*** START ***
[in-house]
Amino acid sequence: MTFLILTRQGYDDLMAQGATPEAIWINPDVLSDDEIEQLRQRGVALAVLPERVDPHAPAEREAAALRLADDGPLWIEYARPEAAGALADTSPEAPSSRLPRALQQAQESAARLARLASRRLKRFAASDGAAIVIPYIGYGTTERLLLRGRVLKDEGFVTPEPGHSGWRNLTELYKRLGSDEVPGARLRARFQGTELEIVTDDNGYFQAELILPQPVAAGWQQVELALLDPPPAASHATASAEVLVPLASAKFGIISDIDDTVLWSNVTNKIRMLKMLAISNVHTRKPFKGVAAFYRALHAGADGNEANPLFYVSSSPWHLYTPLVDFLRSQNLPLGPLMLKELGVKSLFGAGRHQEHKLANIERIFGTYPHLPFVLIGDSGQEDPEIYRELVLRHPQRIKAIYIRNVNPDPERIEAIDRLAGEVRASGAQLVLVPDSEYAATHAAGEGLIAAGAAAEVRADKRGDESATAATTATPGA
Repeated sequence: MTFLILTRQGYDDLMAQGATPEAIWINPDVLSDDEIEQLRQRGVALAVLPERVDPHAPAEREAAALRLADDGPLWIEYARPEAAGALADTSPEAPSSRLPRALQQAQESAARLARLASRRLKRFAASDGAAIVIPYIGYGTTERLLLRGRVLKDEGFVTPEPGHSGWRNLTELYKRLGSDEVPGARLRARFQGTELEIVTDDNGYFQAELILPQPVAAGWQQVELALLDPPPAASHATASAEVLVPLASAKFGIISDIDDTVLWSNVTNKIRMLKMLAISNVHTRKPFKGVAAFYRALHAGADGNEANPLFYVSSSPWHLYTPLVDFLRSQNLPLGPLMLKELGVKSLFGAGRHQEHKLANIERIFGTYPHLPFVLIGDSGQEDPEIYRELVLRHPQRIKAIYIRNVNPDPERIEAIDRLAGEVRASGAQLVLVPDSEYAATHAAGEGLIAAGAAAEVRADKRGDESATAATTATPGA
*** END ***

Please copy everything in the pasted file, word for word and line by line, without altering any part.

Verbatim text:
[in-house]
Amino acid sequence: MTFLILTRQGYDDLMAQGATPEAIWINPDVLSDDEIEQLRQRGVALAVLPERVDPHAPAEREAAALRLADDGPLWIEYARPEAAGALADTSPEAPSSRLPRALQQAQESAARLARLASRRLKRFAASDGAAIVIPYIGYGTTERLLLRGRVLKDEGFVTPEPGHSGWRNLTELYKRLGSDEVPGARLRARFQGTELEIVTDDNGYFQAELILPQPVAAGWQQVELALLDPPPAASHATASAEVLVPLASAKFGIISDIDDTVLWSNVTNKIRMLKMLAISNVHTRKPFKGVAAFYRALHAGADGNEANPLFYVSSSPWHLYTPLVDFLRSQNLPLGPLMLKELGVKSLFGAGRHQEHKLANIERIFGTYPHLPFVLIGDSGQEDPEIYRELVLRHPQRIKAIYIRNVNPDPERIEAIDRLAGEVRASGAQLVLVPDSEYAATHAAGEGLIAAGAAAEVRADKRGDESATAATTATPGA
Repeated sequence: MTFLILTRQGYDDLMAQGATPEAIWINPDVLSDDEIEQLRQRGVALAVLPERVDPHAPAEREAAALRLADDGPLWIEYARPEAAGALADTSPEAPSSRLPRALQQAQESAARLARLASRRLKRFAASDGAAIVIPYIGYGTTERLLLRGRVLKDEGFVTPEPGHSGWRNLTELYKRLGSDEVPGARLRARFQGTELEIVTDDNGYFQAELILPQPVAAGWQQVELALLDPPPAASHATASAEVLVPLASAKFGIISDIDDTVLWSNVTNKIRMLKMLAISNVHTRKPFKGVAAFYRALHAGADGNEANPLFYVSSSPWHLYTPLVDFLRSQNLPLGPLMLKELGVKSLFGAGRHQEHKLANIERIFGTYPHLPFVLIGDSGQEDPEIYRELVLRHPQRIKAIYIRNVNPDPERIEAIDRLAGEVRASGAQLVLVPDSEYAATHAAGEGLIAAGAAAEVRADKRGDESATAATTATPGA